A simple set is revealed (and given the electricity of the performances by the two actors, anything else on stage would be unrequired, unwarranted and a mere distraction), sounds of river wildlife emanate throughout the space, and even a character is noted in the shadows, already in place towards the rear of the stage, sat quietly, back to the audience.

img_7509-2

Ajao and Olukoga give highly energetic and eclectic performances throughout the 80 minute production.

They take us through this intense tale of family misfortune in a free-flowing and essentially uninterrupted singular scene, whilst portraying multiple characters and timelines seamlessly whilst never provoking confusion.

One minute the snappy dialogue and mimicry of various family members has the audience laughing, and the next –  stunned and shaken by scenes of fear, terror and violence.

Valentine Olukoga (Obembe) and Michael Ajao (Ben) – photo by Pamela Raith

Throughout, the metaphorical light and shade in the story are mirrored, accompanied and indeed heralded by the subtle yet brilliant lighting direction.

And I should note (this is going to sound very ‘theatre-darling’ ), I have only had the privilege of seeing an actor cry on scripted cue twice in my life – the first was Sir Kenneth Branagh in the Manchester International Festival performance of Macbeth (and that was because it was a close-up on the big screen in a carpark – it’s ok, we were allowed to take in picnics)…and the second time was last night, mere feet from my seat.

Don’t miss this short opportunity to bear witness to this powerful and breathtaking performance of African storytelling. At very least you’ll have bragging rights over that lot up in Edinburgh 😏😁).

For full details and tickets, visit HOME Mcr – The Fishermen

Categories
Manchester Popular culture preview Preview/review The Arts Theatre

Theatre review – Sherlock Holmes – The Final Curtain at the Opera House

I’m going to start with a sincere apology to Liza Goddard.

She has such a wealth of stage experience behind her, that for me to bring up the Give Us a Clue theme tune seems very wrong.

I know I shouldn’t mention it but it’s like a scratch I have to itch. Please forgive me reader and theatre-goer (and do pity me with my full permission) but I’m afraid I’m unable to hear Liza Goddard’s name without the jazzy joy that was the intro music to charades based celebrity TV spectacle Give Us a Clue, bursting into life in my very soul.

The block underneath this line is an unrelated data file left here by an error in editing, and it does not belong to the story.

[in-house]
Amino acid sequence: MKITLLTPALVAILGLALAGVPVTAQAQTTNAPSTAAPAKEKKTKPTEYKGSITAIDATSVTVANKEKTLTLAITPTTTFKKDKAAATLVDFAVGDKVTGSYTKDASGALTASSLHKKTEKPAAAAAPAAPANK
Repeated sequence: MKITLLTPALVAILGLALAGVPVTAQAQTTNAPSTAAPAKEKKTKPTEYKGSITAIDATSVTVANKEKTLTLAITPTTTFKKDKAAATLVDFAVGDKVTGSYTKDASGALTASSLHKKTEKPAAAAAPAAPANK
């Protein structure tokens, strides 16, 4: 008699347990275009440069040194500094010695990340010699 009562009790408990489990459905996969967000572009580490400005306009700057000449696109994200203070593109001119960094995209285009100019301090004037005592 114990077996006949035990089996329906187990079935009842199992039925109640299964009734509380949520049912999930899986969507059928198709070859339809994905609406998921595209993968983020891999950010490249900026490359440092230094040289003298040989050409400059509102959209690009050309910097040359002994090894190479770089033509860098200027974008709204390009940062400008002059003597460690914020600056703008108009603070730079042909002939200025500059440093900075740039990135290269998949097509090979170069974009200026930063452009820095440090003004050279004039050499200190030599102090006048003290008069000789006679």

Click here for perfection itself

Such is the mark on me, that I’m equally unable to hear Liza Goddard’s name without immediately thinking

and Lionel Blair!!!!

But to many this odd memory of mine is merely serving to delay the crux of the matter – the play that is Sherlock Holmes – The Final Curtain – showing at the Manchester Opera House until this Saturday 28 July, 2018.

Starring  the both immensely talented and respected Liza Goddard and Lionel Blair!  Robert Powell (I’ll spare him any clichéd reference to a specific role – again sorry Liza), the two actors have proven once again what a dream team they are, this being their third stage production together.

And so we move swiftly on from the strange word of my childhood TV memories and to, eventually, the infamous Baker Street in the post-war 1920s.

Simon Reade’s play introduces us to a Sherlock Holmes (Powell) who is now in his dotage and living in Eastbourne. It is somehow funnier than it should be that he has elected to evade detection of himself by declaring himself to be ‘Sherlock Smith’.

In the week where Manchester’s Bee in the City has seen lots of the little fellows popping up all over the centre, it is apt that bee-keeping is somewhat central to the plot.